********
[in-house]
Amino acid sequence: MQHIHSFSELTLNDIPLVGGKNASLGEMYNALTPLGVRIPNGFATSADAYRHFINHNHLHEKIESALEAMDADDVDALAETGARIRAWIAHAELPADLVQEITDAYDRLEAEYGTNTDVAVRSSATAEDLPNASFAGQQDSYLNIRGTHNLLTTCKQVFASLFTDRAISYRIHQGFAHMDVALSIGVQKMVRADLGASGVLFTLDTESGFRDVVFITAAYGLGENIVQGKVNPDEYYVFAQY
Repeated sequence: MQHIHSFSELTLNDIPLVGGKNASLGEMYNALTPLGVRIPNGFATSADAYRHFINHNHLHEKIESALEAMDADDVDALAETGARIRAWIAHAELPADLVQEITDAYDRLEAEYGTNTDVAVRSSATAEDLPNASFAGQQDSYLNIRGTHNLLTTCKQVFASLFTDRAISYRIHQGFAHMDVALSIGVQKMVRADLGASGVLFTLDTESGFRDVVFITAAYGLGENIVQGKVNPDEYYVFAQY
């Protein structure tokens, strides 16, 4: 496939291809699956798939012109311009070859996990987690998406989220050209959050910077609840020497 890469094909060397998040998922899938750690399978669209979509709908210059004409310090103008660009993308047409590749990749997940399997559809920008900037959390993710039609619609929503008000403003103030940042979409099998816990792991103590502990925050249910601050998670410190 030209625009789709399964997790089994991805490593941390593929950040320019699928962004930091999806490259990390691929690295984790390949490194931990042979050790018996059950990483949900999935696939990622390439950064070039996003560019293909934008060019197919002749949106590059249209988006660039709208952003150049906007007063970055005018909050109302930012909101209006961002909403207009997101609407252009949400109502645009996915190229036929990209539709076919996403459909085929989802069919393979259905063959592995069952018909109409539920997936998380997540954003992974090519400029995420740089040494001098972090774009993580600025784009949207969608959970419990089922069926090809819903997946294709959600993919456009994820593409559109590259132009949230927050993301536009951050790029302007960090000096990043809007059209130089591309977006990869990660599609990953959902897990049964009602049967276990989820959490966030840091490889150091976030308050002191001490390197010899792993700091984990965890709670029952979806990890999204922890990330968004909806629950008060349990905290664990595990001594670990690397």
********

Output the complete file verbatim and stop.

[in-house]
Amino acid sequence: MQHIHSFSELTLNDIPLVGGKNASLGEMYNALTPLGVRIPNGFATSADAYRHFINHNHLHEKIESALEAMDADDVDALAETGARIRAWIAHAELPADLVQEITDAYDRLEAEYGTNTDVAVRSSATAEDLPNASFAGQQDSYLNIRGTHNLLTTCKQVFASLFTDRAISYRIHQGFAHMDVALSIGVQKMVRADLGASGVLFTLDTESGFRDVVFITAAYGLGENIVQGKVNPDEYYVFAQY
Repeated sequence: MQHIHSFSELTLNDIPLVGGKNASLGEMYNALTPLGVRIPNGFATSADAYRHFINHNHLHEKIESALEAMDADDVDALAETGARIRAWIAHAELPADLVQEITDAYDRLEAEYGTNTDVAVRSSATAEDLPNASFAGQQDSYLNIRGTHNLLTTCKQVFASLFTDRAISYRIHQGFAHMDVALSIGVQKMVRADLGASGVLFTLDTESGFRDVVFITAAYGLGENIVQGKVNPDEYYVFAQY
């Protein structure tokens, strides 16, 4: 496939291809699956798939012109311009070859996990987690998406989220050209959050910077609840020497 890469094909060397998040998922899938750690399978669209979509709908210059004409310090103008660009993308047409590749990749997940399997559809920008900037959390993710039609619609929503008000403003103030940042979409099998816990792991103590502990925050249910601050998670410190 030209625009789709399964997790089994991805490593941390593929950040320019699928962004930091999806490259990390691929690295984790390949490194931990042979050790018996059950990483949900999935696939990622390439950064070039996003560019293909934008060019197919002749949106590059249209988006660039709208952003150049906007007063970055005018909050109302930012909101209006961002909403207009997101609407252009949400109502645009996915190229036929990209539709076919996403459909085929989802069919393979259905063959592995069952018909109409539920997936998380997540954003992974090519400029995420740089040494001098972090774009993580600025784009949207969608959970419990089922069926090809819903997946294709959600993919456009994820593409559109590259132009949230927050993301536009951050790029302007960090000096990043809007059209130089591309977006990869990660599609990953959902897990049964009602049967276990989820959490966030840091490889150091976030308050002191001490390197010899792993700091984990965890709670029952979806990890999204922890990330968004909806629950008060349990905290664990595990001594670990690397």